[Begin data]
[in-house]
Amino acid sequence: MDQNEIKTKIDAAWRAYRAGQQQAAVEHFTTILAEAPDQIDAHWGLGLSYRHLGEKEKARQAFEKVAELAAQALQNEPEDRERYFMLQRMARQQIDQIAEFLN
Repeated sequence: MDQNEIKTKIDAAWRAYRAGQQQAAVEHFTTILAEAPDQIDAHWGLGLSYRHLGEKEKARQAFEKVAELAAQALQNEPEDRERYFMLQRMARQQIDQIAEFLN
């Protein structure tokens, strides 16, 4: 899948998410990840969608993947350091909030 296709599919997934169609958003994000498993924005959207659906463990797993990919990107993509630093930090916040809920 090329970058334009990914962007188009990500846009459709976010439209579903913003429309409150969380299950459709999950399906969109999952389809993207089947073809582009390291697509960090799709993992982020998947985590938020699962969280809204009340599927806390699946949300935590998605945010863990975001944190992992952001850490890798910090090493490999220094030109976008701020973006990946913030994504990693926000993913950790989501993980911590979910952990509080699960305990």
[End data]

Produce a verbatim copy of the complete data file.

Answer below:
[in-house]
Amino acid sequence: MDQNEIKTKIDAAWRAYRAGQQQAAVEHFTTILAEAPDQIDAHWGLGLSYRHLGEKEKARQAFEKVAELAAQALQNEPEDRERYFMLQRMARQQIDQIAEFLN
Repeated sequence: MDQNEIKTKIDAAWRAYRAGQQQAAVEHFTTILAEAPDQIDAHWGLGLSYRHLGEKEKARQAFEKVAELAAQALQNEPEDRERYFMLQRMARQQIDQIAEFLN
């Protein structure tokens, strides 16, 4: 899948998410990840969608993947350091909030 296709599919997934169609958003994000498993924005959207659906463990797993990919990107993509630093930090916040809920 090329970058334009990914962007188009990500846009459709976010439209579903913003429309409150969380299950459709999950399906969109999952389809993207089947073809582009390291697509960090799709993992982020998947985590938020699962969280809204009340599927806390699946949300935590998605945010863990975001944190992992952001850490890798910090090493490999220094030109976008701020973006990946913030994504990693926000993913950790989501993980911590979910952990509080699960305990």